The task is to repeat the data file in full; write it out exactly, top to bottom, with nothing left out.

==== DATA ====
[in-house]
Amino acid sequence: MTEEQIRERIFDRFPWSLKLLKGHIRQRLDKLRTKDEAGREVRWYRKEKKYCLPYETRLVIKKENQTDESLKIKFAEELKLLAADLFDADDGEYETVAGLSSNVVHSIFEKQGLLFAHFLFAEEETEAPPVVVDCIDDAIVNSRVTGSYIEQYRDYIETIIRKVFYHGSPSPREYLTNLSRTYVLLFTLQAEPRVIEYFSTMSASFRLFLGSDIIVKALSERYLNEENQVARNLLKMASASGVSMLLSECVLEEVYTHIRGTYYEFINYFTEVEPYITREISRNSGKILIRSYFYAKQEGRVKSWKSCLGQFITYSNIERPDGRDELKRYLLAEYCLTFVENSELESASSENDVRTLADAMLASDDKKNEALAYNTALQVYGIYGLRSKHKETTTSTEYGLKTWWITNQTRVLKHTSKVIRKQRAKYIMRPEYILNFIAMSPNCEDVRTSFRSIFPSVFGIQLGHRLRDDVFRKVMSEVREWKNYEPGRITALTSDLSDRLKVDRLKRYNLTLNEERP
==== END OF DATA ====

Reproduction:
[in-house]
Amino acid sequence: MTEEQIRERIFDRFPWSLKLLKGHIRQRLDKLRTKDEAGREVRWYRKEKKYCLPYETRLVIKKENQTDESLKIKFAEELKLLAADLFDADDGEYETVAGLSSNVVHSIFEKQGLLFAHFLFAEEETEAPPVVVDCIDDAIVNSRVTGSYIEQYRDYIETIIRKVFYHGSPSPREYLTNLSRTYVLLFTLQAEPRVIEYFSTMSASFRLFLGSDIIVKALSERYLNEENQVARNLLKMASASGVSMLLSECVLEEVYTHIRGTYYEFINYFTEVEPYITREISRNSGKILIRSYFYAKQEGRVKSWKSCLGQFITYSNIERPDGRDELKRYLLAEYCLTFVENSELESASSENDVRTLADAMLASDDKKNEALAYNTALQVYGIYGLRSKHKETTTSTEYGLKTWWITNQTRVLKHTSKVIRKQRAKYIMRPEYILNFIAMSPNCEDVRTSFRSIFPSVFGIQLGHRLRDDVFRKVMSEVREWKNYEPGRITALTSDLSDRLKVDRLKRYNLTLNEERP